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Jimmy Heath

Jimmy Heath

Louis Armstrong influenced many jazz players to follow in his footsteps-to Corona, Queens, that is. Clark Terry and Cannonball and Nat Adderley moved to Armstrong’s adopted hometown, and finding the place just as likeable as Pops did, they convinced Jimmy Heath to move to Corona too. In 1964, Terry got Heath an application to live in his apartment cooperative and, though Terry has since moved and the Adderley brothers have both passed away, Heath still lives in the co-op with his wife. He is the only jazz player left in the complex-or at least the only player with a reputation. When Heath is at home he upholds his reputation as a renowned saxophonist, composer and educator by working, tirelessly it seems, on making more music. “My day is comprised of either practicing the saxophone, playing the piano or being on the computer,” he explains from the crowded comfort of his music studio, a room stacked with synthesizers, saxophones and a Macintosh computer, Heath’s beloved composing tool. While many musicians Heath’s age (he turned 75 last October) continue to write charts out the old-fashioned way with pencil and eraser, Heath risks carpal tunnel syndrome like a modern man-with mouse and keyboard. During the 10 years Heath taught at Queens College (a 15-minute drive from his apartment), he learned how to make music from MIDI, but Heath is still a traditionalist when it comes to performance. “I use simulations of the sounds when I’m making big-band arrangements, but then when I get a real orchestra or band to play it, and they put the breath of life in it, then it’s real. All these souped-up synthesizers really sound like they are glorified accordions.”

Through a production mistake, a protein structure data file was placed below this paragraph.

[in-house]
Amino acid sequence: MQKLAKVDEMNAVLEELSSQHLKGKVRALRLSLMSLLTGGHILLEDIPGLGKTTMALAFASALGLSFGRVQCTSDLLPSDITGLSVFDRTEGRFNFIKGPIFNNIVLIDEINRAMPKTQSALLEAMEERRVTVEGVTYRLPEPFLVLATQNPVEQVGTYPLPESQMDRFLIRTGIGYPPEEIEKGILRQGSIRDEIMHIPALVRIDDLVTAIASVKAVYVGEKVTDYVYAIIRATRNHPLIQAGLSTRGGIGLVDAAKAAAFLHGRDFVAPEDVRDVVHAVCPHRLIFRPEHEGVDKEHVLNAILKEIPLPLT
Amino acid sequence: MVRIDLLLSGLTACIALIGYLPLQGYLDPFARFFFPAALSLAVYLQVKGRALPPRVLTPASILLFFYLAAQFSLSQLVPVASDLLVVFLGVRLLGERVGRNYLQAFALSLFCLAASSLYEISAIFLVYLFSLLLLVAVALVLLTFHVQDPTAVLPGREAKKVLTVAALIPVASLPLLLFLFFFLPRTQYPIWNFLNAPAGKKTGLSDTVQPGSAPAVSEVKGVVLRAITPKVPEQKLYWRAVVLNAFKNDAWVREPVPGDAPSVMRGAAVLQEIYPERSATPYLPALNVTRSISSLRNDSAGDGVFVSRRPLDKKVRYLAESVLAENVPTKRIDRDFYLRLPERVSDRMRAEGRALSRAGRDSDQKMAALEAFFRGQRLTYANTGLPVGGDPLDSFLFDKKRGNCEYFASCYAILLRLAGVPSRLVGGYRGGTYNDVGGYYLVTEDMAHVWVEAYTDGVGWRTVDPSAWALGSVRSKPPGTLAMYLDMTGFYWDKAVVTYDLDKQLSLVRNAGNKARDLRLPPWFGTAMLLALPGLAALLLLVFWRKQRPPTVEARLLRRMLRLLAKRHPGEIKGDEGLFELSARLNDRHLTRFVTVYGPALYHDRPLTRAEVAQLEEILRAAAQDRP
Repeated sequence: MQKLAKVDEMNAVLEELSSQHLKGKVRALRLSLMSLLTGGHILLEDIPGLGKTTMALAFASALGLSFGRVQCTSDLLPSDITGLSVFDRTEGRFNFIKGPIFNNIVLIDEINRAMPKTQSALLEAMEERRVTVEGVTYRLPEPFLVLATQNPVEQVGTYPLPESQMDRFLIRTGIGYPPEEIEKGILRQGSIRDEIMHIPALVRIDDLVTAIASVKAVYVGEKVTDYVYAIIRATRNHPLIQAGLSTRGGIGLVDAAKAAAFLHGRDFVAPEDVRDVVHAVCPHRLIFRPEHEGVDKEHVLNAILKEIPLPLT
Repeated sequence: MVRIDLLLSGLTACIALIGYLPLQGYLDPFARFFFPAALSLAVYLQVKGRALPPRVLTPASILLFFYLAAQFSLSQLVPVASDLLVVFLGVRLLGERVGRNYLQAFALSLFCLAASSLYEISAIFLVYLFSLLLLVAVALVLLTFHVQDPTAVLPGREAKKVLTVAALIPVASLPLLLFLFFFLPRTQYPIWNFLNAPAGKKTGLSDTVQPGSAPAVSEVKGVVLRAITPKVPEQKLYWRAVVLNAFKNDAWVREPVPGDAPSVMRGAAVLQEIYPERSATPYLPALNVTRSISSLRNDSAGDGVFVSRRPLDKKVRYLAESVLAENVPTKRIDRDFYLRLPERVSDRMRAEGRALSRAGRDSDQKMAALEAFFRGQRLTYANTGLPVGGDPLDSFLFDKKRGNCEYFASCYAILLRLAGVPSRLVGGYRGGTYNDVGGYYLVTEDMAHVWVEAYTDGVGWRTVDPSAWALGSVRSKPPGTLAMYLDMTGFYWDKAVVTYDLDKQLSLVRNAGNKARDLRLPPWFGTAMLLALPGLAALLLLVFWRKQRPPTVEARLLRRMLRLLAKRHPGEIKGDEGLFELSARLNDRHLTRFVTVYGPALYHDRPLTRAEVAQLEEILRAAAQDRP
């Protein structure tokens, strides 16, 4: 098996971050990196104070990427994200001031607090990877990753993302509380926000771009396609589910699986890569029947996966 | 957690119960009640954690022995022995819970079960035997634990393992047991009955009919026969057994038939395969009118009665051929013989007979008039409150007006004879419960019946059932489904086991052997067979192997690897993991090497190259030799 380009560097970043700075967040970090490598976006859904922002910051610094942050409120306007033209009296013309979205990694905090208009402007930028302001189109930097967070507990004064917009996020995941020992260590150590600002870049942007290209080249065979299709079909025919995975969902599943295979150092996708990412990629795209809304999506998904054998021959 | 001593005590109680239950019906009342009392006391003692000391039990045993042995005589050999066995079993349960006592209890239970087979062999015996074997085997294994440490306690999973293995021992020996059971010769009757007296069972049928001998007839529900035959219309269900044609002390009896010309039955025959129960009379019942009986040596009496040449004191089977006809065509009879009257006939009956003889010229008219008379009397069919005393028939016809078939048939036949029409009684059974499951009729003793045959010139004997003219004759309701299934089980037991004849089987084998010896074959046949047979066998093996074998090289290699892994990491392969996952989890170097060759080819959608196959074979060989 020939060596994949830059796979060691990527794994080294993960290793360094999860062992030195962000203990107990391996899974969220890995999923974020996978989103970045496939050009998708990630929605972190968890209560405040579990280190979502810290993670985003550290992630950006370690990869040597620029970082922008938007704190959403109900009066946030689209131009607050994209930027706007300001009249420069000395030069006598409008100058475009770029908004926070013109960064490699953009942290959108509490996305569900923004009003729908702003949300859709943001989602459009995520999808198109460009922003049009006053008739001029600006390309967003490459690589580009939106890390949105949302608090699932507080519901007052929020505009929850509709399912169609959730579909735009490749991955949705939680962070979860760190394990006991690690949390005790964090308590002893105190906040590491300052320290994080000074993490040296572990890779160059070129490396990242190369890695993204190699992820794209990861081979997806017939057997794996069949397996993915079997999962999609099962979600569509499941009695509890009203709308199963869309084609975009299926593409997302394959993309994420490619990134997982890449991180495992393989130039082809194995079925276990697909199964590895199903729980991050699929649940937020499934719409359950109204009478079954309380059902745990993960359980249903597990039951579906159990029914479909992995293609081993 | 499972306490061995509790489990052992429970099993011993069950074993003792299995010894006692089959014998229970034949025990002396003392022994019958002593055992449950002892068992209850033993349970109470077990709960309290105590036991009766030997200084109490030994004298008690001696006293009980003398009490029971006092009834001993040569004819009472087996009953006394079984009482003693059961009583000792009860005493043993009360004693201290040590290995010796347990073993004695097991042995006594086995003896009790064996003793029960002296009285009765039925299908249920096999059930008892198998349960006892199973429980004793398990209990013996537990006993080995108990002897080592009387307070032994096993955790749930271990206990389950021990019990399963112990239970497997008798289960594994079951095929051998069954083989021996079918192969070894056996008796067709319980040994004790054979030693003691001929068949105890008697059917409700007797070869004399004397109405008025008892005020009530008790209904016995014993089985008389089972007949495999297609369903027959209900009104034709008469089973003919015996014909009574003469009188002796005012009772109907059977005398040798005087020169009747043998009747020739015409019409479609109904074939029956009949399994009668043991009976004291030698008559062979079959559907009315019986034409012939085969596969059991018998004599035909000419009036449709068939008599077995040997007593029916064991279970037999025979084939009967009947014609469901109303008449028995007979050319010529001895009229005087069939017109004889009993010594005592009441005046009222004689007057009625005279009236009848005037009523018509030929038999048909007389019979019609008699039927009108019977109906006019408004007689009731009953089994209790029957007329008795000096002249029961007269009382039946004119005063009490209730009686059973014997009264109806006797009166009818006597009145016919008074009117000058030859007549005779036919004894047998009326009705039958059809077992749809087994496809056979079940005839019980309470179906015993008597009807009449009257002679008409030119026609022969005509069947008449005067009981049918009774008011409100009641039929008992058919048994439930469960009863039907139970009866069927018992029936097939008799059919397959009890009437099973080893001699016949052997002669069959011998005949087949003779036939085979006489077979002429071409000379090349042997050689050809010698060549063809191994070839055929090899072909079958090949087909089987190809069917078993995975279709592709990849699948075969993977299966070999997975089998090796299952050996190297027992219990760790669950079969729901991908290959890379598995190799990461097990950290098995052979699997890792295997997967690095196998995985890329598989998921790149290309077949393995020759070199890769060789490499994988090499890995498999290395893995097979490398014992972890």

We may not get to hear an update on Miles Davis’ Tutu from Heath’s synths, but we do get plenty of what he does best: hard bop. Heath’s concert schedule is always busy, playing regular gigs with his brothers, bassist Percy and drummer Tootie, or playing as a member of the Dizzy Gillespie Alumni Band. He keeps his chops in order: If he’s not out playing concerts or giving workshops and clinics at schools, Heath is hard at work perfecting his music every day he’s at home. “My life outside of music is very limited. Music-I think I was put on the earth to be a musician.”

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